Jackson fights back in briefing war as lawyers prepare for jury battle

Click to follow
The Independent Online
After five days of relative peace and quiet, the little town of Santa Maria will once again be under siege when Michael Jackson returns this week for the next stage of his molestation trial.

Jackson, as usual, has fuelled the frenzy himself, this time by giving a television interview, broadcast last night, in which he claimed his celebrity had made him a target.

The interview, to Fox News Channel's Geraldo Rivera, was Jackson's first since he was indicted by a grand jury in April. Although a gag order barred him from talking about the charges he faces, he spoke of the children he had entertained at his Neverland Ranch over the years.

"I created Neverland as a home for myself and my children ... it gave me a chance to do what I couldn't do when I was little," he said. "We couldn't go to movie theatres. We couldn't go to Disneyland. We couldn't do all those fun things. We were on tour. We were working hard."

The singer will be in the Santa Maria courthouse tomorrow as Superior Court Judge Rodney Melville and lawyers for both sides begin the laborious process of weeding the 250-strong jury pool down to a panel of 12 men and women who can give him a fair hearing.

The selection of potential jurors, which was expected to take at least a week, was completed in a day and a half last week. Although the trial is expected to last six months, relatively few asked to be excused. Some analysts speculate there may be those whose interests are primarily fame or fortune among the pool.

For the past five days, lawyers have been studying the would-be jurors' answers to a questionnaire crafted by Judge Melville. It asks whether they or any relatives or close friends have been accused of, or been victims of "inappropriate sexual behaviour", or have done any work for children's advocacy groups.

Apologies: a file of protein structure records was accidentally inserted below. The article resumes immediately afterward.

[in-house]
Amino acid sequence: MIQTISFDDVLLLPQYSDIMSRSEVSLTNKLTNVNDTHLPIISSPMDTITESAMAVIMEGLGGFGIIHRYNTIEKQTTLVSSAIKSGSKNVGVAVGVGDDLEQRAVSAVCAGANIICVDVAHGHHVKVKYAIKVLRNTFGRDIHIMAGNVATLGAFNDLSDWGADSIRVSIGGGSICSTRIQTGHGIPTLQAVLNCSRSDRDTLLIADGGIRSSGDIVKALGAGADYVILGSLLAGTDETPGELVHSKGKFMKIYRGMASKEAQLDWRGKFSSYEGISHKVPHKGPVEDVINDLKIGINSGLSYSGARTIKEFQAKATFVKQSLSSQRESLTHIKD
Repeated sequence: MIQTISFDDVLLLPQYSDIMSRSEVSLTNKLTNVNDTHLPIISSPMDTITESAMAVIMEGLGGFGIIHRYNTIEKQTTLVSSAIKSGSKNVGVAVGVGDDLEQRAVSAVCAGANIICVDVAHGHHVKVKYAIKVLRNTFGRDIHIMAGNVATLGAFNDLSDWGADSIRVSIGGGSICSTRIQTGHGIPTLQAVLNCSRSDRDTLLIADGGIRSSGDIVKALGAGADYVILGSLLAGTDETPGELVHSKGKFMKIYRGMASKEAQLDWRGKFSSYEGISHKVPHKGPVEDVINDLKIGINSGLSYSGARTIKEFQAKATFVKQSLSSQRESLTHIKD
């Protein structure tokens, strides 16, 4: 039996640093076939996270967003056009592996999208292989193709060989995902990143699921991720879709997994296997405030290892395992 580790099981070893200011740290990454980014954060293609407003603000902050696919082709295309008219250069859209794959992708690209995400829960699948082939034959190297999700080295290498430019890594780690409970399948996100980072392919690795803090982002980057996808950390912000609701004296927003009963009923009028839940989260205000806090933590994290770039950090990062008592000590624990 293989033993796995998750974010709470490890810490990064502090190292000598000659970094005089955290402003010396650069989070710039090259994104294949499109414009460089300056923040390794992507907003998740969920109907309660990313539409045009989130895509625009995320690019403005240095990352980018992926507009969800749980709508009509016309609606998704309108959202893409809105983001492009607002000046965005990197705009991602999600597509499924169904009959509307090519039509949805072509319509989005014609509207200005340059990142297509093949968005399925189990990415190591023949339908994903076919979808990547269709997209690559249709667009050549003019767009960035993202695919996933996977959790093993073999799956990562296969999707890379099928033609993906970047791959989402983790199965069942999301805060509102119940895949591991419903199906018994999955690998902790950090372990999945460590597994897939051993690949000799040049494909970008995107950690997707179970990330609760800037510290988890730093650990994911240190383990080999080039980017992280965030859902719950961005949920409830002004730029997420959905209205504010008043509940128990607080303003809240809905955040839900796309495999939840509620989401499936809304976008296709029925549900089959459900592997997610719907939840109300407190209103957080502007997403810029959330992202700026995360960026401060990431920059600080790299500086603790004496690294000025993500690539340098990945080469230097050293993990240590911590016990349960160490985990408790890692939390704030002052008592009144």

Jackson faces 10 charges of child molestation, plying children with alcohol and conspiring to kidnap the accuser and his family. If convicted, he could face 20 years in prison. His legal costs are expected to run into millions of pounds. He is facing even more bills in a lawsuit brought by his ex-wife, Deborah Rowe, who is seeking to regain custody of their two children, Prince Michael Jr and Paris. Ms Rowe, who will be called as a witness for the prosecution, began trying to regain custody of the children shortly after Jackson's arrest in November 2003.

Under their divorce settlement, and in return for a multimillion-dollar settlement, Ms Rowe agreed to keep silent about the intimate details of Jackson's life, give up custody of the children and not communicate with them. According to court documents posted on a website, she asked a judge in October 2001 to terminate her parental rights completely, a request that was granted.

IN HIS OWN WORDS

The bigger the star, the bigger the target.

Jackson in TV interview last night

In the last few weeks, a large amount of ugly, malicious information has been released into the media about me ... The information is disgusting and false.

Jackson on his website on Monday

I created Neverland as a home for myself and my children ... Other men have their Ferraris and their airplanes ... My bliss is in giving and sharing and having simple, innocent fun.

Jackson in TV interview last night

I allowed this family into my home because they told me their son was ill with cancer and needed my help. Through the years, I have helped thousands of children who were ill or in distress.

Jackson on his chief accuser, now aged 15

Please keep an open mind and let me have my day in court. I deserve a fair trial like every other American citizen. I will be acquitted and vindicated when the truth is told.

Jackson on his website

Comments